In buying Ontario's biggest health records provider Telus expands its electronic medical offerings for sharing information between doctors and hospitals
By: Howard Solomon Computing Canada (26 Feb 2013)
Telus Corp. continues to believe that the electronic medical records business is healthy for its bottom line.
The Vancouver-based telecom said Tuesday that it has offered to buy the PS Suite EMR business of MD Practice Software LIP, a subsidiary of the Canadian Medical Association and said to be Ontario’s largest electronic medical records provider.
In a statement Telus Health president Paul Lepage said his division “firmly believes that by securely connecting physicians to the broader healthcare continuum and facilitating confidential interactions between the patient and their full care teams, we will further realize our vision of turning information into better health outcomes.
"This acquisition is part of Telus Health's future vision for next generation EMR, which enables us to examine best practices, drive efficiencies and reduce care gaps throughout the healthcare system, resulting in strengthened primary care access for Canadians."
The purchase is scheduled to close March 4. No financial terms were announced.
The move to buy PS Suite is the latest of a number of Telus [TSX: T] medical-related acquisitions in the past five years, including the purchase of EMR providers Wolf Medical Systems in Western Canada and KinLogix in Quebec.
PS Suite is aimed at doctors’ offices and despite its name is what many in the industry would call a solution for electronic health records (E.H.R.). By contrast an EMR system is used by hospitals and regional health authorities for sharing E.H.Rs,
PS Suite, which can integrate into hospital EMRs, runs on PCs or Macs and organizes patient information, progress notes and lab results.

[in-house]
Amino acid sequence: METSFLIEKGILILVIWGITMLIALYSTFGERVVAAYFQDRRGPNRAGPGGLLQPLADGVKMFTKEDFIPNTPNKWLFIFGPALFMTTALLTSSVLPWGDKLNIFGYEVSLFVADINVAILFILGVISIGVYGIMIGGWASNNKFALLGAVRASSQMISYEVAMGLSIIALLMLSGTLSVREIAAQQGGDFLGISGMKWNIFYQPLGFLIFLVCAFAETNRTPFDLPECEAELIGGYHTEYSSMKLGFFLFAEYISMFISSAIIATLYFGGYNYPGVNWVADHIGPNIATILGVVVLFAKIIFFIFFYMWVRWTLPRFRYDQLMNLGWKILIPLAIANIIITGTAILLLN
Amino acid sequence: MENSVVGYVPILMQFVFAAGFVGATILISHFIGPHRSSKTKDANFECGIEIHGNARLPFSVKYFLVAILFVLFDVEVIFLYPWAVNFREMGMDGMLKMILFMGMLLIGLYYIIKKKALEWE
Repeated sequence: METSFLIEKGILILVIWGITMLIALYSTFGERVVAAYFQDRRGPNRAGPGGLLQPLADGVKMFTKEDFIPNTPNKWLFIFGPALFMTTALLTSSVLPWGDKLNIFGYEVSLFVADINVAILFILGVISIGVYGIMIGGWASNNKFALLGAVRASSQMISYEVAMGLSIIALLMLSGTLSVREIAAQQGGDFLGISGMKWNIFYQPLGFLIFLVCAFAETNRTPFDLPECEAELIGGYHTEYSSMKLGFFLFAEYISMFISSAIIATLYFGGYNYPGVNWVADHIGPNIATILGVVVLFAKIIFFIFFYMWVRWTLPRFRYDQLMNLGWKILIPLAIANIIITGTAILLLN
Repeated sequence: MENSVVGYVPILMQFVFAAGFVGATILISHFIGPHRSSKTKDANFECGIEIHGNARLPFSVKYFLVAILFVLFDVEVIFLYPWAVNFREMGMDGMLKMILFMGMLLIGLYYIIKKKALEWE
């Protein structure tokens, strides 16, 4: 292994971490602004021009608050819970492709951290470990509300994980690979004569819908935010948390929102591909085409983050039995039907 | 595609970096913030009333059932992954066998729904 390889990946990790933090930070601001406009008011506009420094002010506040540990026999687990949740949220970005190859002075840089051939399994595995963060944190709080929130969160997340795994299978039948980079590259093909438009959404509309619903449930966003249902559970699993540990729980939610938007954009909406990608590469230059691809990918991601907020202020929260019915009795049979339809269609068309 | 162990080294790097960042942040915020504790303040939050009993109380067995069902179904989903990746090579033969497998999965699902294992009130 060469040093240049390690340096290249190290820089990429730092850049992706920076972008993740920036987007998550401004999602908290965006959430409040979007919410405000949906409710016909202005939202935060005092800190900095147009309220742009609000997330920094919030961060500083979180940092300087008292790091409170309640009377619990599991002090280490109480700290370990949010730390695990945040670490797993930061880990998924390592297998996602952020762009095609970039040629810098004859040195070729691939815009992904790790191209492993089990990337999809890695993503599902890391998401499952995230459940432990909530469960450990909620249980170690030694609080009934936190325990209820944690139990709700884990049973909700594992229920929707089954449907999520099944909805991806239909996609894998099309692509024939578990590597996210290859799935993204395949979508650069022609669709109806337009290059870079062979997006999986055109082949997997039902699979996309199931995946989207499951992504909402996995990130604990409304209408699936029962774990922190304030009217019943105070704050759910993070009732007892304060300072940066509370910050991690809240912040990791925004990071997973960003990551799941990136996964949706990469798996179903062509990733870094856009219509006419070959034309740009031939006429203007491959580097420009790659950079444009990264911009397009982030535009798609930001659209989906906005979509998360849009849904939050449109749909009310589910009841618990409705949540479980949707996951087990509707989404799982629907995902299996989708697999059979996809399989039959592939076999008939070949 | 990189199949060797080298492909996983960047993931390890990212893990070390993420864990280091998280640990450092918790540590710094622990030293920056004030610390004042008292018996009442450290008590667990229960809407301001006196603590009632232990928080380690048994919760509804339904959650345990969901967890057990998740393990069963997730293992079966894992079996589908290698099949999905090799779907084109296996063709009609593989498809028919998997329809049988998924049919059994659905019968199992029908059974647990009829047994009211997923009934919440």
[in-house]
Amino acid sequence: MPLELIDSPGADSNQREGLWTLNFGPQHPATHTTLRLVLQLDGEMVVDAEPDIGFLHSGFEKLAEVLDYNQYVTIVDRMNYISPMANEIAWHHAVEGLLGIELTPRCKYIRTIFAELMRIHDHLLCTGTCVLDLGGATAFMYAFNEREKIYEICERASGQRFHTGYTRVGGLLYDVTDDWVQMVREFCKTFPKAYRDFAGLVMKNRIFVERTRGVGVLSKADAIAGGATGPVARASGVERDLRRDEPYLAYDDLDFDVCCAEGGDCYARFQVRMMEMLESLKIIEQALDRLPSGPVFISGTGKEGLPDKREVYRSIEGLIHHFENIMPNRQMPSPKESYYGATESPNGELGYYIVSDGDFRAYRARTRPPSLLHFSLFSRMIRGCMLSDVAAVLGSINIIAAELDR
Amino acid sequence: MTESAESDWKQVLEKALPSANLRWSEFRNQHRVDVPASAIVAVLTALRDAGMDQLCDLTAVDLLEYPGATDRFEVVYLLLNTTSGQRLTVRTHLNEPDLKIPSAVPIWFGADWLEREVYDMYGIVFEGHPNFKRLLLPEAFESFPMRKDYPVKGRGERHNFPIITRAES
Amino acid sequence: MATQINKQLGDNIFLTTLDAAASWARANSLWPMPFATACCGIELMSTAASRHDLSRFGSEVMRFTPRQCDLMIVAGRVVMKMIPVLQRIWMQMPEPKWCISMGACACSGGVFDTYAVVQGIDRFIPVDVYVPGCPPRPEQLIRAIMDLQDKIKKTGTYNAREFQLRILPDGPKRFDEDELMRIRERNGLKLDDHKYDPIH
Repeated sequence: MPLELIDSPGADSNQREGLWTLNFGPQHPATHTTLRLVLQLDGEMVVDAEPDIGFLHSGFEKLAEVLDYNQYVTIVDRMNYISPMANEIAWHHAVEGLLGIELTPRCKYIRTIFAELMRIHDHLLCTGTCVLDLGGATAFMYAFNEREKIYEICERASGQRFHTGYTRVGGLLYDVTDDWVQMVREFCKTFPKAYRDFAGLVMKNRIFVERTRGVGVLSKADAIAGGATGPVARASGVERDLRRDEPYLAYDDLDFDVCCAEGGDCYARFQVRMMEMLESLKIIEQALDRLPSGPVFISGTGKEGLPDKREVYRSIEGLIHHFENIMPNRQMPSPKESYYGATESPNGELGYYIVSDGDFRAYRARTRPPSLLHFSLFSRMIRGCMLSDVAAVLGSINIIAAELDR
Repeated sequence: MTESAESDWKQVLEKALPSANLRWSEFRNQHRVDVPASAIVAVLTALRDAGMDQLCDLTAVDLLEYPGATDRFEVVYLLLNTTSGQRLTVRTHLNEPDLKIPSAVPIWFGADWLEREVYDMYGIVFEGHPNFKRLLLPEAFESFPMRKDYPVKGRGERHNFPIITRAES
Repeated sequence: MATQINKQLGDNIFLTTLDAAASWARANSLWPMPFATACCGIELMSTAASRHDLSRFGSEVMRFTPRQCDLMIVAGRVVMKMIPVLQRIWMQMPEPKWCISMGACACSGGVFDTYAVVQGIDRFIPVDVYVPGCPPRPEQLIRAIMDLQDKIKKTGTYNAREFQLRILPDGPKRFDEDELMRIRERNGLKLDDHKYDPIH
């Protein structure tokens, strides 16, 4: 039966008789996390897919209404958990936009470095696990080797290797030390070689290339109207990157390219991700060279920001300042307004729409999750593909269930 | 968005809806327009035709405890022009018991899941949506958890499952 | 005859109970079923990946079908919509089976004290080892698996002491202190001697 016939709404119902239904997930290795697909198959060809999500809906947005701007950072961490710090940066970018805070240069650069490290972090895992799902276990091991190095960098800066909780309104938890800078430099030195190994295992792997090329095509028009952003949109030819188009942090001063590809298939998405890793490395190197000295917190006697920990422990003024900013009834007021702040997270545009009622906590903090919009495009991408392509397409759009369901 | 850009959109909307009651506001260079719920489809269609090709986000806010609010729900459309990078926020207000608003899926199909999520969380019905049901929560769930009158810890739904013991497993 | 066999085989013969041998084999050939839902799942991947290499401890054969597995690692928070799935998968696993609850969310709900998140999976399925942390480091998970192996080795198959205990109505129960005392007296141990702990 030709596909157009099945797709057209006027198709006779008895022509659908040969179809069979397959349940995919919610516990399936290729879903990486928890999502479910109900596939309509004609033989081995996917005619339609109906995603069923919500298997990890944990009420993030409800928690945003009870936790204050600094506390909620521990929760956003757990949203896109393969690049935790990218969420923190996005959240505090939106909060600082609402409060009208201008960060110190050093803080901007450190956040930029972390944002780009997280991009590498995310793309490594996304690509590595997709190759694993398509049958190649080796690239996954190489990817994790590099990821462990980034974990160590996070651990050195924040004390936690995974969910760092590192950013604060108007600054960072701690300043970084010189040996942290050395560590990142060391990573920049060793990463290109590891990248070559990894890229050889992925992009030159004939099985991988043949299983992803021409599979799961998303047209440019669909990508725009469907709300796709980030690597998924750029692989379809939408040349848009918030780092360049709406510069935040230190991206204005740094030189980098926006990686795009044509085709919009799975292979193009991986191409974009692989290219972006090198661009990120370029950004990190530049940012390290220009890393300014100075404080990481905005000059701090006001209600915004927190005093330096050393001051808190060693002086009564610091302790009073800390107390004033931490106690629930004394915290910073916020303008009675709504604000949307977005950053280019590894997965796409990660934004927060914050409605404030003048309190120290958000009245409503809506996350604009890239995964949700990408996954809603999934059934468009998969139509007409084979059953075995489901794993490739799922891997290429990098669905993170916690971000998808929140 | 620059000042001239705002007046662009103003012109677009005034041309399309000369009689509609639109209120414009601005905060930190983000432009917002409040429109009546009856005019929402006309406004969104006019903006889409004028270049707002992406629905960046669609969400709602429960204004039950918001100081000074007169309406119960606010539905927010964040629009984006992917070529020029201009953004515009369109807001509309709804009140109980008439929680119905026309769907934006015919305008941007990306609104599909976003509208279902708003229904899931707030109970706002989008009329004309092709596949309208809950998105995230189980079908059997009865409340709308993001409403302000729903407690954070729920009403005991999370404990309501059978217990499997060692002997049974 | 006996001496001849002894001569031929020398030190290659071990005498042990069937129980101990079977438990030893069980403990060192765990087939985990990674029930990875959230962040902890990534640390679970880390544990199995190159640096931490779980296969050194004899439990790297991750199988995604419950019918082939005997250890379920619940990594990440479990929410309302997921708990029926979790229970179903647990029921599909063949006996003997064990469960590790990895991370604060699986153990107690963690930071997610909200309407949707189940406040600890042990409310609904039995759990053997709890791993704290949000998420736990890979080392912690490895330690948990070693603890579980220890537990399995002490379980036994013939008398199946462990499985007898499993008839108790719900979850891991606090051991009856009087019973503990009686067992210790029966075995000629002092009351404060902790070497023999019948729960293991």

Telus Health offers a range of on-premise and cloud solutions across the health system not only for doctors and hospitals but also for pharmacies and extended healthcare providers such as physiotherapists and chiropractors. There are also mobile device management, telehealth and home care monitoring solutions.
Lepage said the acquisition of MD Practice Software will boost from 4,500 the more than 9,000 the number of physicians that Telus provide EHR tools to nationwide.
The company also provides EMR tools to no less than 27,000 pharmacists and 14,000 extended health care provides across the country.
Compared to other developed countries, Canada has been slow in adopting EMR technolog, but Lepage sees this as an opprtunoity for companies like Telus.
"EMR adoption in Canada is about 50 per cent while comparable developed countries are at around 90 per cent," he said. "Telus, however is bullish on EMR adoption."
Lepage pointed to three key factors that will bolster EMR adoption in th enear future:
-Increased government focus on supporting EMR in larger family clinics, especially those with extended healthcare providers -Influx into the system of younger doctors more familiar with mobile technologies as well a physicians who recognize the value of electronic data and connectivity -Growing involvement of provinces in providing support funding for EMR initiatives